It Looks Like Mars, But It’s Not

Geographer Bill Nickling has travelled to the coldest, driest place on Earth

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Antarctica

Camping in the Dry Valleys of Antarctica, where winds gust up to 150 km per hour. Photo by Bill Nickling

It’s the driest place on the planet. No, not the Sahara Desert, says geography professor Bill Nickling, although his studies have taken him there, too. Try the bottom of the world, and especially the Dry Valleys of Antarctica.

It’s no secret to anyone that Antarctica is the coldest place on Earth. But this land of extremes also claims desert-worthy drought. Not even the African desert is as dry as the Antarctic Dry Valleys, says Nickling, whose version of “southern winters” is also a bit extreme.

A desert geomorphologist, he’s been to the McMurdo research station in Antarctica five times, including this past January, to study how wind sculpts the arid landscape in the continent’s glacial valleys. On an aerial view of the southern continent, the three valleys ― Victoria, Taylor and Wright ― lie like claw marks scratched during the last ice age into the glacier-covered landscape.

On the frozen continent, winds gust up to 150 km per hour. Normal high winds are closer to 80 km per hour, says Nickling, who has taken his Guelph-made measuring instruments to record wind speed and other climatic variables.

It’s not just wind speed that matters, but also air density. “An 80-kilometre-an-hour wind in Guelph is not the same as an 80-kilometre-an-hour wind in Antarctica,” he says.

In the ice-covered interior of Antarctica, cold dense air collects above the continent’s 3,000-metre-high polar plateau. Katabatic winds pulled by gravity rush down the slopes and funnel into the Dry Valleys near McMurdo Sound.

With scientists from Nevada’s Desert Research Institute (DRI), Nickling has camped out in the valleys to study how those winds pick up and move sediment. He’s collected data about wind and other climate variables, and placed tracers in the valley gravel beds to observe yearly sediment movement.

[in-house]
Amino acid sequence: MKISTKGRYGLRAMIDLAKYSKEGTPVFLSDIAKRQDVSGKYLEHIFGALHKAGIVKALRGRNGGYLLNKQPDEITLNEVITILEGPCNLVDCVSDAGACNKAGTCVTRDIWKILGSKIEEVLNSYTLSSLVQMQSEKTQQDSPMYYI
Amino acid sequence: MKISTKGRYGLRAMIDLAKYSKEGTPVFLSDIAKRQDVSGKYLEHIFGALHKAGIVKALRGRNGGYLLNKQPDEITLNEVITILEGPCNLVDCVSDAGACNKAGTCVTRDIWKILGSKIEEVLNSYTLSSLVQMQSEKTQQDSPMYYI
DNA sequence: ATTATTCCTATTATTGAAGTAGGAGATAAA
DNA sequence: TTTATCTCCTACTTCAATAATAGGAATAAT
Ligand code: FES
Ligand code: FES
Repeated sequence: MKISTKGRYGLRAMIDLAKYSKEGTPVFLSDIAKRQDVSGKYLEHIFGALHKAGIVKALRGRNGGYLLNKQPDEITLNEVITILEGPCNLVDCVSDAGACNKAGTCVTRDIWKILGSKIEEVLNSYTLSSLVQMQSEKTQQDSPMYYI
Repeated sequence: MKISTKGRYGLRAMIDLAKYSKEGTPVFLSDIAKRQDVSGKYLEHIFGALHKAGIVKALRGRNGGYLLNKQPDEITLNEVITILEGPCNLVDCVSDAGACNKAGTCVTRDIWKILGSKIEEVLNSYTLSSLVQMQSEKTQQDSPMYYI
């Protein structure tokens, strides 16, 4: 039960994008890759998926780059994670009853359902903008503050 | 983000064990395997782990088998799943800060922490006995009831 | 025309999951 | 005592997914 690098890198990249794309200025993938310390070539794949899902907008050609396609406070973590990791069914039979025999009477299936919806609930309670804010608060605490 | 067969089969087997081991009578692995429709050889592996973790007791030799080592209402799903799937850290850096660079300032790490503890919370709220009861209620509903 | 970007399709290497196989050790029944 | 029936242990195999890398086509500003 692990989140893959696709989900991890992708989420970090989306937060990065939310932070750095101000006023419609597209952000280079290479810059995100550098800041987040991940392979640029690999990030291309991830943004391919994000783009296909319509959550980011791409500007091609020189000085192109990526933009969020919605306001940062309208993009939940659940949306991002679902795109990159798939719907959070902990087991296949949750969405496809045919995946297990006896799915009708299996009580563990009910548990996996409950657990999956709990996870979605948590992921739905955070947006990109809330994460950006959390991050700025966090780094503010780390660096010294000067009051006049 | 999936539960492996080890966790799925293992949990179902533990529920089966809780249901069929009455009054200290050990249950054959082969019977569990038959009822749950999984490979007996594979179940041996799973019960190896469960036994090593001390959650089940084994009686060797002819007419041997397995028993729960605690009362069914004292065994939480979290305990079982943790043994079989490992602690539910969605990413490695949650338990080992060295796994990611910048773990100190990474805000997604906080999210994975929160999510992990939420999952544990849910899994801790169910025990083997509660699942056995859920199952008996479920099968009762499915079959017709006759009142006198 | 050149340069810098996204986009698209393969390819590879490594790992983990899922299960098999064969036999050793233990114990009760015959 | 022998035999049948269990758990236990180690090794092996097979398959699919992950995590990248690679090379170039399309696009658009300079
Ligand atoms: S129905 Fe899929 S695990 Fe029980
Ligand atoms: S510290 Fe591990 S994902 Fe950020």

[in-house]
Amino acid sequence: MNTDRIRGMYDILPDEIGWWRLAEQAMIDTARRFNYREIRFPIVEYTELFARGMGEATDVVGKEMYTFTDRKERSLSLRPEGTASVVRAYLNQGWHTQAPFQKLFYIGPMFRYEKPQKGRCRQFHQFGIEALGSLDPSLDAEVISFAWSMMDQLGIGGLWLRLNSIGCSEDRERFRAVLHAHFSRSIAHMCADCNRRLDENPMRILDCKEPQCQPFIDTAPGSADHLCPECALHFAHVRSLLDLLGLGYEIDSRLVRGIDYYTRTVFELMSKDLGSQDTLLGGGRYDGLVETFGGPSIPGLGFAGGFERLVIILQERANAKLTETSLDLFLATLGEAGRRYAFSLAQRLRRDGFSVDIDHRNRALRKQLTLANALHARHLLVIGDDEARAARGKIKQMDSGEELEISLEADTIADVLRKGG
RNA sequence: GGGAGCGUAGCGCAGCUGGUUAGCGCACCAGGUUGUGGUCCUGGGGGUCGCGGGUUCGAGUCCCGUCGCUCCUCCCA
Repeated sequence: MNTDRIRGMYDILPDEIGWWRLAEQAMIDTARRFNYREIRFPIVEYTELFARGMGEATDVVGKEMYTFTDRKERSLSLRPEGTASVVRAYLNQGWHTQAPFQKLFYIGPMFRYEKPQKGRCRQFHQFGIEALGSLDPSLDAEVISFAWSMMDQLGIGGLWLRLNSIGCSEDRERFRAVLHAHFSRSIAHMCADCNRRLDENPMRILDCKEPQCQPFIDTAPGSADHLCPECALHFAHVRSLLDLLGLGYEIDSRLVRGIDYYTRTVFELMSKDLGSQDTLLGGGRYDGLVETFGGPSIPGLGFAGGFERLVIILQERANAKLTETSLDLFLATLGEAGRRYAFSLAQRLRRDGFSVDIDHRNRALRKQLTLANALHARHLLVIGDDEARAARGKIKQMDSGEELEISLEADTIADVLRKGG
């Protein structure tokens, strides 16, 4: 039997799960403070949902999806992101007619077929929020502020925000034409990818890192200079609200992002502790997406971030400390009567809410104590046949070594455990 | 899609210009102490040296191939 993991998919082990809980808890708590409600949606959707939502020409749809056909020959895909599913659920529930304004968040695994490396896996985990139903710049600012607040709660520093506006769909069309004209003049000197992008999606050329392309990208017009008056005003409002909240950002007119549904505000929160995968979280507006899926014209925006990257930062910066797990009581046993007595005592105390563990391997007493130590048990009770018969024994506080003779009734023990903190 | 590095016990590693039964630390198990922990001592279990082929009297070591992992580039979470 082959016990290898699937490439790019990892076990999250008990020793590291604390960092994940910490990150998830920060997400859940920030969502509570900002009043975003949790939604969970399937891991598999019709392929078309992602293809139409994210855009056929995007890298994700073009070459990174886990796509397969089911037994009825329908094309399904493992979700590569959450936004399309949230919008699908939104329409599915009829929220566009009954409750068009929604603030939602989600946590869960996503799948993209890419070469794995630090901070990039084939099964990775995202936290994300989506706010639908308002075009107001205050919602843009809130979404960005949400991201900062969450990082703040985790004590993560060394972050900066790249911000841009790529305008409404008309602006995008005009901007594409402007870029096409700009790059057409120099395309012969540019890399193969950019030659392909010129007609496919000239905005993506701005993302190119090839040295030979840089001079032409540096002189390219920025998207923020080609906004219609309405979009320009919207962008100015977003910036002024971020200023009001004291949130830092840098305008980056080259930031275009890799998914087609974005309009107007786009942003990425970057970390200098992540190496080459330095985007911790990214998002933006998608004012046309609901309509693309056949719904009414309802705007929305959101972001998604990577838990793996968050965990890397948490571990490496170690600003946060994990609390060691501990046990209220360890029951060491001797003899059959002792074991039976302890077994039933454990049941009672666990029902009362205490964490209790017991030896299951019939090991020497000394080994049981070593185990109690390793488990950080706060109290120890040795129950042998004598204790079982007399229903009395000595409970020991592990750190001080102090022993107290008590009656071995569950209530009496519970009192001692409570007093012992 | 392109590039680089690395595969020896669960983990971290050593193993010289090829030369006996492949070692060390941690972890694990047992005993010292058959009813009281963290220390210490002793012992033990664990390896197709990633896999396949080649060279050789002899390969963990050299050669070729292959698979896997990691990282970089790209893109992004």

This year’s trip was likely his last. After seven years, funding from the U.S. National Science Foundation has ended for this project. Not incidentally, Nickling will pack up his rock samples ― metaphorically and literally ― when he retires this summer.

But his Antarctic experience has given him a part-time retirement gig. He’s already assembled his souvenirs ― including ventrifacts, or wind-sculpted rocks, and an extensive photo collection ― into a talk and slide show called “Antarctica: The Last Continent.” This year Nickling has spoken to groups in Cambridge and Brantford, Ont. His talk mixes science, travelogue and Antarctic lore. Audiences are always interested to learn about living conditions on the coldest continent.

No one lives there year-round, of course, although the McMurdo base houses several hundred researchers and other visitors at a time. Getting to Antarctica involves flying from New Zealand ― about 5 ½ or eight hours, depending on which plane you get. Full survival gear, including balaclava, parka and long underwear, is mandatory during the flight.

In the valleys ― a helicopter’s ride away from McMurdo ― Nickling slept in a Scott tent tall enough to stand inside and a snap to erect and disassemble. He worked in a polar haven tent resembling a Quonset hut.

As for signs of life, there’s the “Antarctic forest,” consisting of moss and lichens. The wind often carries not just sediments but also microscopic nematode worms. Dotted around the valleys are the bodies of mummified seals, thought to have been lured inland by mirages.

The most common question from listeners: How do you go to the bathroom in Antarctica?

For Nickling, going is less tricky than stowing. All human waste must be removed from the continent, where waste management is so important that this year’s survival refresher course for visitors was a new recycling policy. All waste is collected in recycling boxes at McMurdo for air ferrying out to California.

The toughest question: What’s the purpose of this research? Nickling finds it easier to talk about dust measurements in British Columbia intended to help reduce emissions around a new reservoir, or about studies in Jordan intended to help preserve scarce water resources. Speaking of Antarctica, he says “it’s hard to convince people that there is some value in knowledge for knowledge’s sake.”

Still, there is always extra-planetary exploration. Nickling flashes up a pair of images from his slideshow. One portrays an Antarctic dry valley full of dirt, rocks and boulders. The other, practically its twin, is a shot from a Mars robotic rover. Learn about the driest place on Earth, he says, and we might find out something useful for the first human trip to another arid, rock-strewn world.